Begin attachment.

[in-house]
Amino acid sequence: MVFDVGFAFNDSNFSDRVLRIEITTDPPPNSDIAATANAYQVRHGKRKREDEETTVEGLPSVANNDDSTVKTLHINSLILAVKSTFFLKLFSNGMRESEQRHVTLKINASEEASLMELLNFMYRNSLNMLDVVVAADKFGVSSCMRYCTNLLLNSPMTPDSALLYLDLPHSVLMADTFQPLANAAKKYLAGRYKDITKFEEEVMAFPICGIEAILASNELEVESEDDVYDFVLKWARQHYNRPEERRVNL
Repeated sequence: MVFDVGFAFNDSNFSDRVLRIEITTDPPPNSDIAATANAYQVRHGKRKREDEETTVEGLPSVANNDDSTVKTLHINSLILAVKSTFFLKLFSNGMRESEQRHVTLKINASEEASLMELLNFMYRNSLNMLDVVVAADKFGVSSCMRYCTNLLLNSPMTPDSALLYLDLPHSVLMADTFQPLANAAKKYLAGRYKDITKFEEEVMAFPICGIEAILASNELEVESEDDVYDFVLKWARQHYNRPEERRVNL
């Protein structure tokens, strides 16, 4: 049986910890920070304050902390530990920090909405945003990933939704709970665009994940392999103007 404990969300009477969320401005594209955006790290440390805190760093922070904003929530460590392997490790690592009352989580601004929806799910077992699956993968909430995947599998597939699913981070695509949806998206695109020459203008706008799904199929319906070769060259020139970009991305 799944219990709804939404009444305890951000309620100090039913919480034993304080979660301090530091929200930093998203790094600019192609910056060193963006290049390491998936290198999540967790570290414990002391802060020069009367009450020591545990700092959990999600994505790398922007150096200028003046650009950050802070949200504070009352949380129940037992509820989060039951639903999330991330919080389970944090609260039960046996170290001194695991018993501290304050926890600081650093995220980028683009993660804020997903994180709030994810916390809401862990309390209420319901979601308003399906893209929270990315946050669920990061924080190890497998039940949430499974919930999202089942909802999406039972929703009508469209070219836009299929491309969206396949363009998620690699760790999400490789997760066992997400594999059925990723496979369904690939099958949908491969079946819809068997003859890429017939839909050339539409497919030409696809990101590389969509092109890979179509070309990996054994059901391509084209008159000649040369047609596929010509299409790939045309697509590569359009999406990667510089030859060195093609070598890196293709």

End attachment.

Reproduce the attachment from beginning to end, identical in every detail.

[in-house]
Amino acid sequence: MVFDVGFAFNDSNFSDRVLRIEITTDPPPNSDIAATANAYQVRHGKRKREDEETTVEGLPSVANNDDSTVKTLHINSLILAVKSTFFLKLFSNGMRESEQRHVTLKINASEEASLMELLNFMYRNSLNMLDVVVAADKFGVSSCMRYCTNLLLNSPMTPDSALLYLDLPHSVLMADTFQPLANAAKKYLAGRYKDITKFEEEVMAFPICGIEAILASNELEVESEDDVYDFVLKWARQHYNRPEERRVNL
Repeated sequence: MVFDVGFAFNDSNFSDRVLRIEITTDPPPNSDIAATANAYQVRHGKRKREDEETTVEGLPSVANNDDSTVKTLHINSLILAVKSTFFLKLFSNGMRESEQRHVTLKINASEEASLMELLNFMYRNSLNMLDVVVAADKFGVSSCMRYCTNLLLNSPMTPDSALLYLDLPHSVLMADTFQPLANAAKKYLAGRYKDITKFEEEVMAFPICGIEAILASNELEVESEDDVYDFVLKWARQHYNRPEERRVNL
């Protein structure tokens, strides 16, 4: 049986910890920070304050902390530990920090909405945003990933939704709970665009994940392999103007 404990969300009477969320401005594209955006790290440390805190760093922070904003929530460590392997490790690592009352989580601004929806799910077992699956993968909430995947599998597939699913981070695509949806998206695109020459203008706008799904199929319906070769060259020139970009991305 799944219990709804939404009444305890951000309620100090039913919480034993304080979660301090530091929200930093998203790094600019192609910056060193963006290049390491998936290198999540967790570290414990002391802060020069009367009450020591545990700092959990999600994505790398922007150096200028003046650009950050802070949200504070009352949380129940037992509820989060039951639903999330991330919080389970944090609260039960046996170290001194695991018993501290304050926890600081650093995220980028683009993660804020997903994180709030994810916390809401862990309390209420319901979601308003399906893209929270990315946050669920990061924080190890497998039940949430499974919930999202089942909802999406039972929703009508469209070219836009299929491309969206396949363009998620690699760790999400490789997760066992997400594999059925990723496979369904690939099958949908491969079946819809068997003859890429017939839909050339539409497919030409696809990101590389969509092109890979179509070309990996054994059901391509084209008159000649040369047609596929010509299409790939045309697509590569359009999406990667510089030859060195093609070598890196293709």